Yet in buying, I'd tossed aside one of the principal lessons of the book -- that anyone willing to study businesses can become a market-beating investor -- in favor of a shortcut. Months later I'd compound the problem by tinkering with what to that point had been a proven model. Doing so cost me dearly. And yet I wasn't done throwing money away.

Around the same time that I put my wife in the Foolish Four stocks, I purchased shares of Amazon.com (Nasdaq: AMZN  ) when CEO Jeff Bezos appeared on the cover of a popular business magazine. My reasoning: If Generic Business Monthly likes Amazon, then it must be a great stock. Neither the e-tailer's purported advantages over traditional distributors nor the future potential of digital book sales entered my thinking.

A few massive sell-offs later, my Amazon position was down 90%. I'd also forfeited what had been a 20-bagger in shares of Sun Microsystems that I'd purchased while an employee a few years earlier. My confidence as an investor had never been lower, and for good reason: I'd been buying and holding stock in businesses I knew little about.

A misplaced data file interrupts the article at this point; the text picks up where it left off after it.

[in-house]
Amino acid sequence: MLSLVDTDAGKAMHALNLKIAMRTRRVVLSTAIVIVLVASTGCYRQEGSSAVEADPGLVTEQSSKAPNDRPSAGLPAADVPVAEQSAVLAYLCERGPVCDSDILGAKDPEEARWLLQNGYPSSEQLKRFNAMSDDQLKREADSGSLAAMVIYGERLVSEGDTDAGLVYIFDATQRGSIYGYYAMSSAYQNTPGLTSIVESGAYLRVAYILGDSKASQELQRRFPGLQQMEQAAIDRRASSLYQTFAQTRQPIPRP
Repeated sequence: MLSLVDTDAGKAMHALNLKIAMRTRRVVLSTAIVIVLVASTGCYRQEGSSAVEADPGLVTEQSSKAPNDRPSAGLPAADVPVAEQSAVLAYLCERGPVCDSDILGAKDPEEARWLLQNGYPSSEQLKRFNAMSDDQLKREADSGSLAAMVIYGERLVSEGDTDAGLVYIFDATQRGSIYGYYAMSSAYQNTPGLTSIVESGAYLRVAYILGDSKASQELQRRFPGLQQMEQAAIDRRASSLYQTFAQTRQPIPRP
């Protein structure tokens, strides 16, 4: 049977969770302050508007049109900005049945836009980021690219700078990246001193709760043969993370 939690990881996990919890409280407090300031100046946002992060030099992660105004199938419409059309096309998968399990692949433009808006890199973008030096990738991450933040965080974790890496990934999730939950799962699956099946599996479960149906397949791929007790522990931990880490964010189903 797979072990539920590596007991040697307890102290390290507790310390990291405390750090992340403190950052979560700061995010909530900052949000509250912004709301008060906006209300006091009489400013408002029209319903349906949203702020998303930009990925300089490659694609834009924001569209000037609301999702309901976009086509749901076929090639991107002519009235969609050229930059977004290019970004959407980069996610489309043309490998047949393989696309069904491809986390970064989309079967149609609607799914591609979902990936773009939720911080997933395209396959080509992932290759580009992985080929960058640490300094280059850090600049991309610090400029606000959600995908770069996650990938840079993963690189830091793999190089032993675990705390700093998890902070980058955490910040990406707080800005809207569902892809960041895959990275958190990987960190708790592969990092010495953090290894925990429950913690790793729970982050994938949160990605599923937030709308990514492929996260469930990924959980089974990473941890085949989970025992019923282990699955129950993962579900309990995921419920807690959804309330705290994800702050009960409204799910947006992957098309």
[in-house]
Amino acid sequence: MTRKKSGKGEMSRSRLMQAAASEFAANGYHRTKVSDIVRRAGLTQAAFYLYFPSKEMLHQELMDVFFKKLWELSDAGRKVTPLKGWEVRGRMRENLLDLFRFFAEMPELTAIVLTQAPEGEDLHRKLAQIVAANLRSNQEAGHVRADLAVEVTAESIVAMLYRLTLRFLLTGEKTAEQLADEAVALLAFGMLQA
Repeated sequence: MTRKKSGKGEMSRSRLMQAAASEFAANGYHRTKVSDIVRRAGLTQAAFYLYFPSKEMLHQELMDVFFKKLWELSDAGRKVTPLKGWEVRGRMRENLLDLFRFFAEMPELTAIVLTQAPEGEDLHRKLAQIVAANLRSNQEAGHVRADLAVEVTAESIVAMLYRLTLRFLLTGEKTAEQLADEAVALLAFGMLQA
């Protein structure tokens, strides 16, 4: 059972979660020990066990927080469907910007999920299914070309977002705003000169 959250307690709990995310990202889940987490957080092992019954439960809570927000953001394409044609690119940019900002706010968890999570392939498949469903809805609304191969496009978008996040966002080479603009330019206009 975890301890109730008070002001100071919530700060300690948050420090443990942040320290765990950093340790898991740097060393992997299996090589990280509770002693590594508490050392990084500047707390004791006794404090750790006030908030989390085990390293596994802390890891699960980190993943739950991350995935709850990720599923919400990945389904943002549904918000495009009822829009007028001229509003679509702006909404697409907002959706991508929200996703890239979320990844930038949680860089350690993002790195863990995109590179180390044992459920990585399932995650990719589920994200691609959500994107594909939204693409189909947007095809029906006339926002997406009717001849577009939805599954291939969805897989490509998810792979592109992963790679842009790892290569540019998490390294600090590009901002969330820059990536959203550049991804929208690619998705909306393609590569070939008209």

By early 2003, months before my visit to HQ, I'd had enough. I sold everything and resolved to start over, fresh. So, instead of buying stocks, I bought books. I visited the library. I subscribed to Value Line. Peter Lynch, Ben Graham, and Warren Buffett became my teachers, though it was Philip Fisher who would inspire the style I embrace to this day.

My curriculum included building spreadsheets, calculating discounted cash flows, and pulling apart financial statements filed by the businesses that interested me most, including Akamai Technologies (Nasdaq: AKAM  ) , a stock I continue to follow to this day.

My most profitable year of investing
As I think back, I’d say 2003 was my best year of investing. No, it's not the year I put up my best numerical performance; that would be the year Walt Disney bought Marvel for $4 billion. Rather, it's the year I started thinking -- I mean really thinking -- about how I might sustainably beat the market.

Taking the time to figure out a process was important. I learned how to score myself and along the way developed basic buying and selling rules I still abide by. Sure, I've tuned my process over the past decade, but not so much that the investor I was then would find me unrecognizable today.